Blockchain and Real Estate: An Industry Overview

Blockchain is going to change nearly every industry under the sun, but the effect will not always be the same. The big strengths of blockchain technology are efficiency, security, and transparency, and each industry will be affected in a slightly different manner.

Real estate is one example of an industry that presents a huge opportunity for the technology, with different areas showing weakness and providing a chance for the technology to reign supreme.

How Real Estate Connects to Blockchain

The fact is that distributed ledgers provide a level of efficiency that current systems lack. The technology also prevents fraud and increases trust in the system, since all the information is public. Finally, even though blockchain technology is transparent, it is also private.

Combine all these features, and you have a big winner of an innovation. One of the topmost predicted innovations is the tokenization of assets, which will lower transaction costs and open up commercial real estate to more retail participants.

The three most sought after purposes for blockchain technology are smart contracts, transfers of value, and record keeping.

Current Big Players

As would be expected, the biggest companies have the largest opportunity for growth within the space. For example, Propy was founded in 2015 and raised $15 million for a platform that allows for international home purchases. It is essentially AirBnb for foreign investors, but operates in a much more efficient manner.

Harbor fulfills a more niche function by helping list real estate and private equity assets in an SEC compliant manner. There is huge value in adding liquidity to these assets, and the ability to resell them adds even more liquidity. However, current regulations prevent the trading of these security tokens, if at least for the time being.

Finally, you have a company like Ubitquity that focuses on the record-keeping aspect of real estate, which is probably where the most inefficiencies are. The innovation here is simple: humans make errors, blockchain doesn’t. It also can’t be incentivized to commit fraud and works as an AI solution to much of the problems in the space.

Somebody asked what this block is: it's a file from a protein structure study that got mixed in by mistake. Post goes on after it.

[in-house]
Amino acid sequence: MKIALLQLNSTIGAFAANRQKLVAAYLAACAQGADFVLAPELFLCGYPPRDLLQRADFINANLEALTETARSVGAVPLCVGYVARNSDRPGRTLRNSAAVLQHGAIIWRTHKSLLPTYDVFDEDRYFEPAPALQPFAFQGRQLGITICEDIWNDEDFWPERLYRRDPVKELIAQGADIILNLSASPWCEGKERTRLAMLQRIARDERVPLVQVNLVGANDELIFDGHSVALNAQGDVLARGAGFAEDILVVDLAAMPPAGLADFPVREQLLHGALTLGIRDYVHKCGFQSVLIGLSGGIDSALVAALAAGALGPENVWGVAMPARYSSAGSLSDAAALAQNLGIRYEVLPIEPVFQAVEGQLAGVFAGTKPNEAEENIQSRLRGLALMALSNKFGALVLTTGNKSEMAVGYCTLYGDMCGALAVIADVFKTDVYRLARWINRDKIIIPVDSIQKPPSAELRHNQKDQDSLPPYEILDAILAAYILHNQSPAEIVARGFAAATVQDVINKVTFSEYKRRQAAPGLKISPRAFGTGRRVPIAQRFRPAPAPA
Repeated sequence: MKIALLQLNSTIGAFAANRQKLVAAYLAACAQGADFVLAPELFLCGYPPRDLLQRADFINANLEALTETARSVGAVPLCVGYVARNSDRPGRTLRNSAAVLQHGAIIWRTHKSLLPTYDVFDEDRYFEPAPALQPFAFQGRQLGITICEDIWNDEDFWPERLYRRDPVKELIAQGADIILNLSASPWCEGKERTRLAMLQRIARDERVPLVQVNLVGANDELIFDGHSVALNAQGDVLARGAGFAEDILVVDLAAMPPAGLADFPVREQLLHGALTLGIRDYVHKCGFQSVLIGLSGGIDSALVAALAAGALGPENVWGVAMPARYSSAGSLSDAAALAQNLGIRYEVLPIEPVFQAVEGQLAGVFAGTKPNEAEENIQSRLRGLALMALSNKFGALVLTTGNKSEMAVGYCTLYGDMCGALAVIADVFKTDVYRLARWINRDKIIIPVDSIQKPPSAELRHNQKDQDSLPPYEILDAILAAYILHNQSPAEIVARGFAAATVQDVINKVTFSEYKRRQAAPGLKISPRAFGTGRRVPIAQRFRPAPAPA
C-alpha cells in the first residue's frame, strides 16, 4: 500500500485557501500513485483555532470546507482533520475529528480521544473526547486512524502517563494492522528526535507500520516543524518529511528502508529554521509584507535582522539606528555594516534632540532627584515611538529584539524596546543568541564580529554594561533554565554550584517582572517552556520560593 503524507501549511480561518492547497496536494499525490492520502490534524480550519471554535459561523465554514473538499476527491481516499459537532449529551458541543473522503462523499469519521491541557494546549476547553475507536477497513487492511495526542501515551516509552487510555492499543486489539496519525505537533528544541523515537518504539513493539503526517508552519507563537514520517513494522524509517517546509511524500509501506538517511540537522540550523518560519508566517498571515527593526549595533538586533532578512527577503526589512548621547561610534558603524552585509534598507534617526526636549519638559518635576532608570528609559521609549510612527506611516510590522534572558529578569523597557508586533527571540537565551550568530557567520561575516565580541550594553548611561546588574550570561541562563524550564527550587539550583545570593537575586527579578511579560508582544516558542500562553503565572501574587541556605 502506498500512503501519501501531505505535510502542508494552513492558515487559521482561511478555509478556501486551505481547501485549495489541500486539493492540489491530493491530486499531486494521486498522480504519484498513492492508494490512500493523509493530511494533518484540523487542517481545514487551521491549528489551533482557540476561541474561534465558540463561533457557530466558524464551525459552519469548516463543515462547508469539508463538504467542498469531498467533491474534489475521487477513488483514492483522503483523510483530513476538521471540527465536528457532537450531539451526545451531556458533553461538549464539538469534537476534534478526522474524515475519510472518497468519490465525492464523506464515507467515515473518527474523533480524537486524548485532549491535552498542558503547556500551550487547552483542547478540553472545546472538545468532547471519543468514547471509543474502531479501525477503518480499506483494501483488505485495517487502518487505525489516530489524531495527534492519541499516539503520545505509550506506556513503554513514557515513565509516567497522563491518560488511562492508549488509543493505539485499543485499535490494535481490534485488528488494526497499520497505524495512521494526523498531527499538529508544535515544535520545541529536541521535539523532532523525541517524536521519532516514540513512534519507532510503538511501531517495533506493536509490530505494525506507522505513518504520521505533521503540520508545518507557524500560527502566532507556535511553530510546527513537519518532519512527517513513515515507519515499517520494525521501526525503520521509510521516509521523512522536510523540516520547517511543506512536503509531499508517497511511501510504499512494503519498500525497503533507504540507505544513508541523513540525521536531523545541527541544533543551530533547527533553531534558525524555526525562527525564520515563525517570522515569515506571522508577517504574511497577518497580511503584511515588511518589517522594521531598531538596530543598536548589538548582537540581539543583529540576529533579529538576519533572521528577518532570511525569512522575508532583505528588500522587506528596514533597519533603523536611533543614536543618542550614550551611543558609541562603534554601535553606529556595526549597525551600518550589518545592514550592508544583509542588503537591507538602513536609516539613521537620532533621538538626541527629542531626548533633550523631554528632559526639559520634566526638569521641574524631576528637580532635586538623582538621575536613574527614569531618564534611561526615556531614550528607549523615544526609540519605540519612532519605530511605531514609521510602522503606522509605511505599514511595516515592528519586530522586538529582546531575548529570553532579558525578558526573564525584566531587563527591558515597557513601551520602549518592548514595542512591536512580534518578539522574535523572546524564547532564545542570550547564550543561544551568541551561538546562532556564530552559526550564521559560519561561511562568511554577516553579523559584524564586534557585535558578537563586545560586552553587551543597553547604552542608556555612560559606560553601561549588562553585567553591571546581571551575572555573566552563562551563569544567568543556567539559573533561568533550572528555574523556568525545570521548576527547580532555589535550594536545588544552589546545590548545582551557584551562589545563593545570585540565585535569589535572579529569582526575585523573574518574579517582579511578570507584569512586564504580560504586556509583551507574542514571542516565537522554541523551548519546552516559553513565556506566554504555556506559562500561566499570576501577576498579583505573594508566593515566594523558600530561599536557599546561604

What’s the Hold Up?

Right now, one of the biggest holdups is the nascent stage of the technology. No one can decide upon the proper consensus protocol, and that has slowed down its chances of being accepted by the industry-at-large anytime soon.

Processing speed is also a common objection that needs to be faced before a scalable solution begins implementation.

It is expected that the real estate industry will adopt blockchain technology in accordance with their clients’ needs. Whether occupiers or investors have adopted it will have a huge effect on their decisions to adopt it. Based on past experience, banks and insurers are likely to be some of the first to adopt the technology.

Analysts in both the technology and real estate industry tend to agree that it is reasonable to expect widespread adoption within a decade, with many more individual applications being formulated  along the way.

As an investor, the best course of action is to investigate the individual use cases, and make a decision based on which one you believe will have the strongest future in each space.

Featured image courtesy of Shutterstock.